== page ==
But no. Neil was something else. He was in the breakfast car already and in the bright light of a Montana morning, with snow covered mountains out of the window, he looked different. His teeth shone through the scenery of his beard like miniature glaciers, and he didn't even look up as I slid into my seat at the table next door to him. His table was already full and he was surrounded by three middle aged women, all giggling and chatting as they were competing for a prize. I tried to catch his eye but it would have been easier to catch a trout in a tea strainer. He looked in just about every direction except mine so I gave up.
The grits tasted like wet sawdust and the coffee had no kick. I tried talking to my dining companions but they were Mormons with a missionary bent and in my opinion breakfast has never been a good time for god. The best thing was the doughnut, and I was really laying into that at the end of the meal and thinking that maybe things weren't so bad when I looked up and saw what he was doing. Neil. He was indicating in my direction to the three giggling fools, and their hysteria went up a notch until it could possibly only be heard by dogs. I slunk back to my roomette as soon as I could, pushing past the Mormons. They didn't miss a mouthful.
I dined alone for the rest of the day and decided against going to the viewing car for the East Glacier Park. I'd been looking forward to that but America didn't seem so beautiful any more and I couldn't take the risk. It's fair to say that I sulked my way through the rest of Montana and right across North Dakota. I was in my bunk even before the widow from Yorkshire and I resisted the urge for nicotine or conversation until we stopped at the Twin Cities the next morning.
I could see him on the platform straight away when I got off. No women around him this time, just him and his teeth and his facial hair.
'Hey,' he called, 'where have you been hiding?'.
I tried to look as if I could hardly remember him, to show how unimportant I thought he was. 'Oh, you know,' I said, 'here and there. It's a big train.'. I wasn't sure if I sounded nonchalant enough but it seemed to do the trick. He slapped me on the back as if we were supporting the same winning team. 'My fair lady,' he said inexplicably, 'fair rose from a distant isle.'. I wondered what on earth I had been thinking of in Spokane.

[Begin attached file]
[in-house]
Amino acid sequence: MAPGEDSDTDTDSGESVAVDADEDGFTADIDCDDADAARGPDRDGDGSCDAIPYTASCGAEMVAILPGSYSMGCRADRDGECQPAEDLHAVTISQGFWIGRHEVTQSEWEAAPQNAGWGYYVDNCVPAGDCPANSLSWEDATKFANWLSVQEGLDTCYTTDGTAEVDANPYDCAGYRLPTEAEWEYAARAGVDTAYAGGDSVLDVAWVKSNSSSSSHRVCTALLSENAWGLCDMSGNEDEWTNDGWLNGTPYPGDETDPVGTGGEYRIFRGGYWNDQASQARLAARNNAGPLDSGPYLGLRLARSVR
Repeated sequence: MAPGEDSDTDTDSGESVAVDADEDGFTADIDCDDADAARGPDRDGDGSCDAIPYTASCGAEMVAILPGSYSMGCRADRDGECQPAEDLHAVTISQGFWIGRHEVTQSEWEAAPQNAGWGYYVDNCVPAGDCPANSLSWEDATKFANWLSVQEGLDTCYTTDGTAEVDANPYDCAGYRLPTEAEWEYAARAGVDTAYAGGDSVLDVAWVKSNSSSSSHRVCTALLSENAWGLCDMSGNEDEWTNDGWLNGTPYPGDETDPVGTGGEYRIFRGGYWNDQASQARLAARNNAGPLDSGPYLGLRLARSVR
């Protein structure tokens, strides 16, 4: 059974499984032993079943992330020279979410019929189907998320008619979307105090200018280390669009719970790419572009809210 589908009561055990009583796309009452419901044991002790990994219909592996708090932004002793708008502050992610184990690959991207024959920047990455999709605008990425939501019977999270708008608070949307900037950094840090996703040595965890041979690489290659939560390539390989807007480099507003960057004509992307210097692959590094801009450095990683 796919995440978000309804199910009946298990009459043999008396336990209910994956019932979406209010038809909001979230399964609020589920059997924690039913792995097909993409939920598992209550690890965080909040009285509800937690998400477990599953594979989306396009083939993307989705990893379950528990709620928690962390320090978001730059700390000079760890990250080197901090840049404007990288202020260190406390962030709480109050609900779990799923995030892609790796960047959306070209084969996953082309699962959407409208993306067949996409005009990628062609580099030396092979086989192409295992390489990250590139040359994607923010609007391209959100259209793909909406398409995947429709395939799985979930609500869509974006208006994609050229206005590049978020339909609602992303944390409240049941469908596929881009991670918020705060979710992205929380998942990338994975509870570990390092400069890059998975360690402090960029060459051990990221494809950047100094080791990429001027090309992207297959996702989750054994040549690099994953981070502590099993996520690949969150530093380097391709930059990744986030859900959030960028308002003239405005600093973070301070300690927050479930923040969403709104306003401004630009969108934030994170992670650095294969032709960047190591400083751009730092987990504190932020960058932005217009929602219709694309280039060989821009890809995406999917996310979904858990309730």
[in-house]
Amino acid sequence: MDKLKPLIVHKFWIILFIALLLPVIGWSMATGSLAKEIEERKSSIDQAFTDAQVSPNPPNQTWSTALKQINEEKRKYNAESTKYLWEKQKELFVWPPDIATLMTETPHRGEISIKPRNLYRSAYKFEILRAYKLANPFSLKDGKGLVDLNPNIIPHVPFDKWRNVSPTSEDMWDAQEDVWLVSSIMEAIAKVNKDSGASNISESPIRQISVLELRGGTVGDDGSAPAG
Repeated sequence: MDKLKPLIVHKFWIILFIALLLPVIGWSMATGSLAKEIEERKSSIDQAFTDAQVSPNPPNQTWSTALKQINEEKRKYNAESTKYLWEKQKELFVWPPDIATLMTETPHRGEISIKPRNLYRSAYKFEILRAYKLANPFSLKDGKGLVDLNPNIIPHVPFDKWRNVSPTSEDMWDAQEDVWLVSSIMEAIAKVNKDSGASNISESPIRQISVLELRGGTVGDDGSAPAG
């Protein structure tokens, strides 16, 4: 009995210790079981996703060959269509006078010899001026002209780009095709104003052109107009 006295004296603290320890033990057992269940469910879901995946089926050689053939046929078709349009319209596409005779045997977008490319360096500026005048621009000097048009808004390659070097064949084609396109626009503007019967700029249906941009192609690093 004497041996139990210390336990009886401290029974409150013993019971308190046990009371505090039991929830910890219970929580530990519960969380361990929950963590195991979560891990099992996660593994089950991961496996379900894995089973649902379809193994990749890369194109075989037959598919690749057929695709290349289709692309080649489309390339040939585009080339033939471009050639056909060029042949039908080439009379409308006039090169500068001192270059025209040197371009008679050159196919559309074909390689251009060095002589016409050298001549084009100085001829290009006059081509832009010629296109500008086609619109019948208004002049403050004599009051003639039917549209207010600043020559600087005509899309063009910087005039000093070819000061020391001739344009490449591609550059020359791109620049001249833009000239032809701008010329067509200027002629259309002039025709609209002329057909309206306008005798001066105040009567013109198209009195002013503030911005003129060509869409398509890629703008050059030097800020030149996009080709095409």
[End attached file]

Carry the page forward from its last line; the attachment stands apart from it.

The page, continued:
'What time does the train leave?' he asked, patting his pockets, 'I cannot find my schedule.'. I knew that we left at 7.50. I'd had hours in my cabin blanking out the widow from Yorkshire as she moaned about the heat, the cold, the food and America in general, and I'd memorised the whole damn thing. Staples, St Cloud (like in the song), arrive at St. Paul-Minneapolis at 7.30, leave at 7.50. It was 7.45 now and anyone with half an eye could see that the train was hunkering down and getting ready to leave. Anyone except Neil. I think he'd caught sight of his reflection in a window on the platform, and he turned a little to admire it more.
'8.10,' I said, quick as a flash.
'Have I got time to visit the little boy's room?' he asked me, still smiling slightly at himself in the mirror.
'Twenty minutes,' I said, 'no problem.'.
'That's what I love about you Brits,' he said, ' so down to earth.' I never thought he'd fall for it, but with that he was off. Probably in search of another reflective surface or hoping for a quick check of his private parts or both, I'm not sure.
I've never been one to act on impulse but omg, as they say these days, omg I felt good. My heart was hammering like a dentist's drill as I nipped on to the train and up the stairs to the viewing car. The brochure had promised memorable scenery, and what I saw did not disappoint. I got out my camera and snapped. I've still got the print - an out of focus shot of a red faced man, arms pumping.
If you look really hard, you can just make out a flash of white teeth as he ran down the platform after the train.
© Rosalind Stopps, 2012
Rosalind Stopps lives and works in South East London, where the mean streets and unexpected loveliness provide most of her inspiration. She has an MA in creative writing from Lancaster and is currently working on a novel (again).
Strangers on a Train was read by Elizabeth Murray on 3rd October 2012.